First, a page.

In Philippians 2:5-11 Paul quotes an ancient Christian creed that dramatically rehearses the central events of the historia salutis:
Have this mind among yourselves, which is yours in Christ Jesus, who, though he was in the form of God, did not count equality with God a thing to be grasped, but made himself nothing, taking the form of a servant, being born in the likeness of men. And being found in human form, he humbled himself by becoming obedient to the point of death, even death on a cross. Therefore God has highly exalted him and bestowed on him the name that is above every name, so that at the name of Jesus every knee should bow, in heaven and on earth and under the earth, and every tongue confess that Jesus Christ is Lord, to the glory of God the Father (ESV).
Do we believe that this grand, cosmic drama really happened in this world, in our world, and that Jesus really is God’s obedient and exalted bond-servant? It may seem easy to believe the basic facts of the gospel. How hard is that? And yet, when you reflect on it further, you realize how little we really do believe. We go about our daily lives, going to work, taking care of our kids, watching TV, surfing the web, listening to our iPods, Facebooking and Twittering, and so on. But how firmly do we really believe these amazing, earth-shattering facts? We spend so much of our lives acting as if, for all practical purposes, these things are not true, or at least only true in some vague spiritual way, but not absolutely factually true in the same way that our daily lives are real. We think we believe, but believing is harder than we think. It is hard to believe the facts of the drama of salvation. The incarnation, humiliation and exaltation of Christ are not easy facts to accept. They are totally alien to reason and experience.
Since real faith is too hard, we grasp for faith substitutes, things that are close enough to faith, that we can deceive ourselves into thinking that we really do believe when in fact we struggle with unbelief. There are three main substitutes: Church activity, piety, and theology.
We throw ourselves into serving at church. We keep ourselves so busy with church activities, that we don’t have time to stop and reflect on the person of Christ. We are going a mile a minute, running to this church meeting and that church activity, doing Bible studies and evangelism and missions and small groups and children’s ministries. But often we’re so busy, we’re running on fumes. Our hearts are empty, so we pour ourselves even more into church activity to make up for it. When Mary sat at Jesus’ feet listening to his teaching and Martha was distracted with much serving, Jesus said, “Martha, Martha, you are anxious and troubled about many things, but one thing is necessary. Mary has chosen the good portion, which will not be taken away from her” (Luke 10:41-42). There is nothing wrong with serving the church. But it is no substitute for faith.
The second substitute for faith is piety. Many Christians are addicted to having certain spiritual experiences and feelings, because it makes the faith seem more real to them if they can feel it and see it. Some Charismatics take this to great extremes. They think the Holy Spirit is a physical force that literally knocks them to the ground or fills them with ecstasy. They get into a trance-like state as they speak in tongues or sway to the powerful beat of the music. There is nothing wrong with spiritual emotions, and from time to time God grants us deeply moving experiences. But they are no substitute for faith.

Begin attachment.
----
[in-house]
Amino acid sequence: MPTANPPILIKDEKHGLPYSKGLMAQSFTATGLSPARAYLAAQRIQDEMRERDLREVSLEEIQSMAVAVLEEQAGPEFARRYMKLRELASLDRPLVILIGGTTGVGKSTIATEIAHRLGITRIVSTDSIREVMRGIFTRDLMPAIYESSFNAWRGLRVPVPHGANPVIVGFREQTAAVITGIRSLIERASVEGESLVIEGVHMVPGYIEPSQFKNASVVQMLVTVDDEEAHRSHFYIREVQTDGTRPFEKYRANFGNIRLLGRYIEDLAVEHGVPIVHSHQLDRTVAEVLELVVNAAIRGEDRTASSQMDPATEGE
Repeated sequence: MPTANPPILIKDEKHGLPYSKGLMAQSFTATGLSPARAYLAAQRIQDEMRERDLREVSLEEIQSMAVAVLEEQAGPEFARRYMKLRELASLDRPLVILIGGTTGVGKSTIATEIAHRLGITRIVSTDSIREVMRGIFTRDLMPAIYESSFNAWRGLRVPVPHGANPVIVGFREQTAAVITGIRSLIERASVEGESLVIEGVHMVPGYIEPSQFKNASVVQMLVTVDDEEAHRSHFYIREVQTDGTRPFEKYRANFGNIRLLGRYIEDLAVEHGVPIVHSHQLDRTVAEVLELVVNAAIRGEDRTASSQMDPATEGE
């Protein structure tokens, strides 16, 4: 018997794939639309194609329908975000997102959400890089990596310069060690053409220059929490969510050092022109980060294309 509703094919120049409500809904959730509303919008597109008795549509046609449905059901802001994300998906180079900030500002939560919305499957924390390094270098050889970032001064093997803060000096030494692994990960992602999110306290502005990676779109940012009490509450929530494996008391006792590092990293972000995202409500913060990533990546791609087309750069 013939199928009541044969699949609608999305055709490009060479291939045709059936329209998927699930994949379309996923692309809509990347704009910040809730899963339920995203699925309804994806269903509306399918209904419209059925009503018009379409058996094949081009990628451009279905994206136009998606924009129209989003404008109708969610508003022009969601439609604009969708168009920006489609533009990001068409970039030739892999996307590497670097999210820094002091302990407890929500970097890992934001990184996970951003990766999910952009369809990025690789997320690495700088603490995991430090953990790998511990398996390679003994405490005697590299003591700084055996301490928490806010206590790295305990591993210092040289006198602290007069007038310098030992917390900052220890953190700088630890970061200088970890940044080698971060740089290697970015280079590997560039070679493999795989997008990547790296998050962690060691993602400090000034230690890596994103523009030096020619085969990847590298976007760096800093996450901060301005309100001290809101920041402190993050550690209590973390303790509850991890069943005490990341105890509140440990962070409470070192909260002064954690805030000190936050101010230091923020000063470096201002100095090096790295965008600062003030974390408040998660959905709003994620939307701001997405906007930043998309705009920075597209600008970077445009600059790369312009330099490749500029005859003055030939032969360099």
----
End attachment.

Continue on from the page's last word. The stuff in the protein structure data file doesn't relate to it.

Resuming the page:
The third substitute is theology. We think that if we study theology carefully and come to all the right doctrinal positions, then we will be safe and right with God. This one hits closer to home for me. There have been times in my Christian walk where the only thing I had was theology. The emotions and spiritual experiences had waned, so I spent all my energy on studying theological issues, reading different views, and seeking the truth. But what I was really seeking was not the truth itself, not Christ himself, but the self-satisfied feeling that I had figured out a complex issue and grasped the absolute truth of God. Again, theology certainly has an important role to play. But it is no substitute for faith.
Paul said, “Faith comes from hearing, and hearing through the word of Christ” (Rom 10:17). In other words, faith comes from hearing the message, the good news, concerning Jesus, his self-emptying love for sinners to the point of death on a cross and his exaltation by God. Faith arises in your heart when you hear this awesome story of the drama of redemption, and you find yourself attracted to this humble, obedient, and exalted bond-servant. You find yourself drawn to him, drawn by his love, by his humility, and by his grace. You are enthralled with the fact that he is now exalted as Lord, not merely as if he were a master with his boot on your neck, before whom you cower in fear. Rather, your heart is ravished by the beauty of this humble bond-servant, who did not regard equality with God a thing to be grasped and used for his own advantage, and who, because of his self-surrendering obedience in love for humankind, deserves to be exalted to the highest place. Because of his utter lack of grasping after glory, he deserves the highest glory. Because he made himself nothing for us, he deserves everything from us. We do not submit to his Lordship simply because he is Lord and demands it. We gladly submit to his Lordship, we gladly hail him as our loving King, because he has won our hearts - creating faith within us - by his humble service in our behalf.